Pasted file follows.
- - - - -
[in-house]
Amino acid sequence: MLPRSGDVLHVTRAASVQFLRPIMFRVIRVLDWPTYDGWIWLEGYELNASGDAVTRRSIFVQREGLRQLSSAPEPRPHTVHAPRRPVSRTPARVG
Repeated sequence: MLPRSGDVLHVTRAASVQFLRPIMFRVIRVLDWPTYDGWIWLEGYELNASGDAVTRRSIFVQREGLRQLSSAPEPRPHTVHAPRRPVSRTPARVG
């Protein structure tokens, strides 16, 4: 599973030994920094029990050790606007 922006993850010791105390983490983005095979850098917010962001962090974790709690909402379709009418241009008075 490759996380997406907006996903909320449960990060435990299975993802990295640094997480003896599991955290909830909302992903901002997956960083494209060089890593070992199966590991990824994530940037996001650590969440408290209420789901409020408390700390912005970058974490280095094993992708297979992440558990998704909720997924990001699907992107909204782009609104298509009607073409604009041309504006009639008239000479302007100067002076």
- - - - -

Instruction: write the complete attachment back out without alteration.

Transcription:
[in-house]
Amino acid sequence: MLPRSGDVLHVTRAASVQFLRPIMFRVIRVLDWPTYDGWIWLEGYELNASGDAVTRRSIFVQREGLRQLSSAPEPRPHTVHAPRRPVSRTPARVG
Repeated sequence: MLPRSGDVLHVTRAASVQFLRPIMFRVIRVLDWPTYDGWIWLEGYELNASGDAVTRRSIFVQREGLRQLSSAPEPRPHTVHAPRRPVSRTPARVG
């Protein structure tokens, strides 16, 4: 599973030994920094029990050790606007 922006993850010791105390983490983005095979850098917010962001962090974790709690909402379709009418241009008075 490759996380997406907006996903909320449960990060435990299975993802990295640094997480003896599991955290909830909302992903901002997956960083494209060089890593070992199966590991990824994530940037996001650590969440408290209420789901409020408390700390912005970058974490280095094993992708297979992440558990998704909720997924990001699907992107909204782009609104298509009607073409604009041309504006009639008239000479302007100067002076």